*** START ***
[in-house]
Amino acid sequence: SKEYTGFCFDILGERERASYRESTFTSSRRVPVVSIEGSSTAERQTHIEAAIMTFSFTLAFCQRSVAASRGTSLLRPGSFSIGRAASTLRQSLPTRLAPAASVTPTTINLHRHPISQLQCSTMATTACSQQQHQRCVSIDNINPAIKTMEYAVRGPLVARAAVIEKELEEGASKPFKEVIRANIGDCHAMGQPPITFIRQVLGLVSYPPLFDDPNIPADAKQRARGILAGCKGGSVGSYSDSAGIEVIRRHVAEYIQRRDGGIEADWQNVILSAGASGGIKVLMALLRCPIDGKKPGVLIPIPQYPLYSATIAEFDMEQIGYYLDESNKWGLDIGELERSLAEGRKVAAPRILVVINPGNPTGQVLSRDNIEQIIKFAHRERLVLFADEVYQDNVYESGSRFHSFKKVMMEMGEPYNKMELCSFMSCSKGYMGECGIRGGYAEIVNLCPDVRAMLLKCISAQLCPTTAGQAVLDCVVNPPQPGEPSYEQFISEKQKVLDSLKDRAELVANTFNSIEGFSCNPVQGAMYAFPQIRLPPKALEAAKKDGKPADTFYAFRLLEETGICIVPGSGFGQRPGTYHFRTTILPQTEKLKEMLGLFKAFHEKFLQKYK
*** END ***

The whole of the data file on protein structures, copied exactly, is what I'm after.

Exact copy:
[in-house]
Amino acid sequence: SKEYTGFCFDILGERERASYRESTFTSSRRVPVVSIEGSSTAERQTHIEAAIMTFSFTLAFCQRSVAASRGTSLLRPGSFSIGRAASTLRQSLPTRLAPAASVTPTTINLHRHPISQLQCSTMATTACSQQQHQRCVSIDNINPAIKTMEYAVRGPLVARAAVIEKELEEGASKPFKEVIRANIGDCHAMGQPPITFIRQVLGLVSYPPLFDDPNIPADAKQRARGILAGCKGGSVGSYSDSAGIEVIRRHVAEYIQRRDGGIEADWQNVILSAGASGGIKVLMALLRCPIDGKKPGVLIPIPQYPLYSATIAEFDMEQIGYYLDESNKWGLDIGELERSLAEGRKVAAPRILVVINPGNPTGQVLSRDNIEQIIKFAHRERLVLFADEVYQDNVYESGSRFHSFKKVMMEMGEPYNKMELCSFMSCSKGYMGECGIRGGYAEIVNLCPDVRAMLLKCISAQLCPTTAGQAVLDCVVNPPQPGEPSYEQFISEKQKVLDSLKDRAELVANTFNSIEGFSCNPVQGAMYAFPQIRLPPKALEAAKKDGKPADTFYAFRLLEETGICIVPGSGFGQRPGTYHFRTTILPQTEKLKEMLGLFKAFHEKFLQKYK